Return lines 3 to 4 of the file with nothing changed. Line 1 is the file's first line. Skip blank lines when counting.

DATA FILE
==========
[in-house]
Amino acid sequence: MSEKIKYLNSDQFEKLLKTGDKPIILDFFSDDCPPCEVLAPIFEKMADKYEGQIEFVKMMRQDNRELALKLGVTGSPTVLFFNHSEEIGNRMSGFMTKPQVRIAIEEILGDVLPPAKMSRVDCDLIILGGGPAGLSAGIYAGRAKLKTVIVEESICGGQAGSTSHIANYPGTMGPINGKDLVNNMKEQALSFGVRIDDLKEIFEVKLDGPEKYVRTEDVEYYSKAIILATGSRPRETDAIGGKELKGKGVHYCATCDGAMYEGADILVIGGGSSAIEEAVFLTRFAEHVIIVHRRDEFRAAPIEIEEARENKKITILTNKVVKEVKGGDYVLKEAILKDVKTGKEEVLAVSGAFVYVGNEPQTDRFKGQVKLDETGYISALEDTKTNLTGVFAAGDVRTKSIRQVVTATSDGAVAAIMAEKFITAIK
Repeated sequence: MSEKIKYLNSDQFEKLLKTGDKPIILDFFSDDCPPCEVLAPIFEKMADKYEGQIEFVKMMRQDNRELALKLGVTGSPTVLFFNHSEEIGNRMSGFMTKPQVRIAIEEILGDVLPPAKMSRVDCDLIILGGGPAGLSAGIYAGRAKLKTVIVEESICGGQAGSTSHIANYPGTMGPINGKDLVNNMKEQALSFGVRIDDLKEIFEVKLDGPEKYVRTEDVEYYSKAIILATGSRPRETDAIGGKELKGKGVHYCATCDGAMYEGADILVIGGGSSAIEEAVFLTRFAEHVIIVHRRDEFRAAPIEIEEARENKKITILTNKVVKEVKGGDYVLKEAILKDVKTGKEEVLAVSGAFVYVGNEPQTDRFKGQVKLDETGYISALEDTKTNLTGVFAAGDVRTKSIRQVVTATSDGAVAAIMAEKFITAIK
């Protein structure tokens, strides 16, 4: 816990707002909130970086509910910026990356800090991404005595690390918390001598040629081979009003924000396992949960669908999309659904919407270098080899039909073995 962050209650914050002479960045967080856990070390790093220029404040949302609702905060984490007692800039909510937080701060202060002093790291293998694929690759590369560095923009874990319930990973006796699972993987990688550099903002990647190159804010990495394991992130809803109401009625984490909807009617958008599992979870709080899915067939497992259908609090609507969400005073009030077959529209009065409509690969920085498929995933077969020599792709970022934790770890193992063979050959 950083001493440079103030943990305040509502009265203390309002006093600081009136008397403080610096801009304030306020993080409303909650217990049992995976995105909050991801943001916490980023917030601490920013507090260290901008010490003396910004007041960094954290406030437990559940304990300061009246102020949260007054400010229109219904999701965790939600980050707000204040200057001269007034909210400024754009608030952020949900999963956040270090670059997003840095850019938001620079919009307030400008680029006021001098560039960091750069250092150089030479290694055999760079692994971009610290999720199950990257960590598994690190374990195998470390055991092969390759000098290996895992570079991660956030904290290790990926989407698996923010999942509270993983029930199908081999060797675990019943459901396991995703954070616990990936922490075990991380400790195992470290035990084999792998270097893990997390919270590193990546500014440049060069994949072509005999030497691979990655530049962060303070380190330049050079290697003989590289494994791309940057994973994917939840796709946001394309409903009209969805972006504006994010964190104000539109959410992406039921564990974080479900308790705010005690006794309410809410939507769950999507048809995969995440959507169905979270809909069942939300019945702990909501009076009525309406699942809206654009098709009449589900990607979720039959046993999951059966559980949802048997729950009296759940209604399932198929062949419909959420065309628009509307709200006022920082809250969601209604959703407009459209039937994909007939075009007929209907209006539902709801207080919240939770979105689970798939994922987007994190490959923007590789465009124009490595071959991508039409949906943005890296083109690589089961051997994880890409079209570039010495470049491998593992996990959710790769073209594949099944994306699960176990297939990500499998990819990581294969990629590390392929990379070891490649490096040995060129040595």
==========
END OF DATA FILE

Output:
Repeated sequence: MSEKIKYLNSDQFEKLLKTGDKPIILDFFSDDCPPCEVLAPIFEKMADKYEGQIEFVKMMRQDNRELALKLGVTGSPTVLFFNHSEEIGNRMSGFMTKPQVRIAIEEILGDVLPPAKMSRVDCDLIILGGGPAGLSAGIYAGRAKLKTVIVEESICGGQAGSTSHIANYPGTMGPINGKDLVNNMKEQALSFGVRIDDLKEIFEVKLDGPEKYVRTEDVEYYSKAIILATGSRPRETDAIGGKELKGKGVHYCATCDGAMYEGADILVIGGGSSAIEEAVFLTRFAEHVIIVHRRDEFRAAPIEIEEARENKKITILTNKVVKEVKGGDYVLKEAILKDVKTGKEEVLAVSGAFVYVGNEPQTDRFKGQVKLDETGYISALEDTKTNLTGVFAAGDVRTKSIRQVVTATSDGAVAAIMAEKFITAIK
């Protein structure tokens, strides 16, 4: 816990707002909130970086509910910026990356800090991404005595690390918390001598040629081979009003924000396992949960669908999309659904919407270098080899039909073995 962050209650914050002479960045967080856990070390790093220029404040949302609702905060984490007692800039909510937080701060202060002093790291293998694929690759590369560095923009874990319930990973006796699972993987990688550099903002990647190159804010990495394991992130809803109401009625984490909807009617958008599992979870709080899915067939497992259908609090609507969400005073009030077959529209009065409509690969920085498929995933077969020599792709970022934790770890193992063979050959 950083001493440079103030943990305040509502009265203390309002006093600081009136008397403080610096801009304030306020993080409303909650217990049992995976995105909050991801943001916490980023917030601490920013507090260290901008010490003396910004007041960094954290406030437990559940304990300061009246102020949260007054400010229109219904999701965790939600980050707000204040200057001269007034909210400024754009608030952020949900999963956040270090670059997003840095850019938001620079919009307030400008680029006021001098560039960091750069250092150089030479290694055999760079692994971009610290999720199950990257960590598994690190374990195998470390055991092969390759000098290996895992570079991660956030904290290790990926989407698996923010999942509270993983029930199908081999060797675990019943459901396991995703954070616990990936922490075990991380400790195992470290035990084999792998270097893990997390919270590193990546500014440049060069994949072509005999030497691979990655530049962060303070380190330049050079290697003989590289494994791309940057994973994917939840796709946001394309409903009209969805972006504006994010964190104000539109959410992406039921564990974080479900308790705010005690006794309410809410939507769950999507048809995969995440959507169905979270809909069942939300019945702990909501009076009525309406699942809206654009098709009449589900990607979720039959046993999951059966559980949802048997729950009296759940209604399932198929062949419909959420065309628009509307709200006022920082809250969601209604959703407009459209039937994909007939075009007929209907209006539902709801207080919240939770979105689970798939994922987007994190490959923007590789465009124009490595071959991508039409949906943005890296083109690589089961051997994880890409079209570039010495470049491998593992996990959710790769073209594949099944994306699960176990297939990500499998990819990581294969990629590390392929990379070891490649490096040995060129040595």